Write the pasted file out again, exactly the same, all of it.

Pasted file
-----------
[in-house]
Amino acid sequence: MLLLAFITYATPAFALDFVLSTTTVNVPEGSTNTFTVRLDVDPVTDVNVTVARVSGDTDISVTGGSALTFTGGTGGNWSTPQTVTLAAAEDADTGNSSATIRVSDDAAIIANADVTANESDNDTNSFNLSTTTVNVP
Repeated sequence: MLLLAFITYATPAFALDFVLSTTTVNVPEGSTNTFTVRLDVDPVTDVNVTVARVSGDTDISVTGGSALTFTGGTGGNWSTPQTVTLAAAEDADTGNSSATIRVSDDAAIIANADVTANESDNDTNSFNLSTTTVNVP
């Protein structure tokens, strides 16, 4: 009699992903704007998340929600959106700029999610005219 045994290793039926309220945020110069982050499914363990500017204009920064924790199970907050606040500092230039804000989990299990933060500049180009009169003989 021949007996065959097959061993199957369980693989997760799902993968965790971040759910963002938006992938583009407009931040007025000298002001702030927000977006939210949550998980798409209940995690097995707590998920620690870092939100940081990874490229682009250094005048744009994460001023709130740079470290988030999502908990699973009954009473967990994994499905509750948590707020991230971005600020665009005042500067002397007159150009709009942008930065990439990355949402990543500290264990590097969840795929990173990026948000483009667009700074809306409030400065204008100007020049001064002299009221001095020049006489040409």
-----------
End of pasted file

[in-house]
Amino acid sequence: MLLLAFITYATPAFALDFVLSTTTVNVPEGSTNTFTVRLDVDPVTDVNVTVARVSGDTDISVTGGSALTFTGGTGGNWSTPQTVTLAAAEDADTGNSSATIRVSDDAAIIANADVTANESDNDTNSFNLSTTTVNVP
Repeated sequence: MLLLAFITYATPAFALDFVLSTTTVNVPEGSTNTFTVRLDVDPVTDVNVTVARVSGDTDISVTGGSALTFTGGTGGNWSTPQTVTLAAAEDADTGNSSATIRVSDDAAIIANADVTANESDNDTNSFNLSTTTVNVP
């Protein structure tokens, strides 16, 4: 009699992903704007998340929600959106700029999610005219 045994290793039926309220945020110069982050499914363990500017204009920064924790199970907050606040500092230039804000989990299990933060500049180009009169003989 021949007996065959097959061993199957369980693989997760799902993968965790971040759910963002938006992938583009407009931040007025000298002001702030927000977006939210949550998980798409209940995690097995707590998920620690870092939100940081990874490229682009250094005048744009994460001023709130740079470290988030999502908990699973009954009473967990994994499905509750948590707020991230971005600020665009005042500067002397007159150009709009942008930065990439990355949402990543500290264990590097969840795929990173990026948000483009667009700074809306409030400065204008100007020049001064002299009221001095020049006489040409």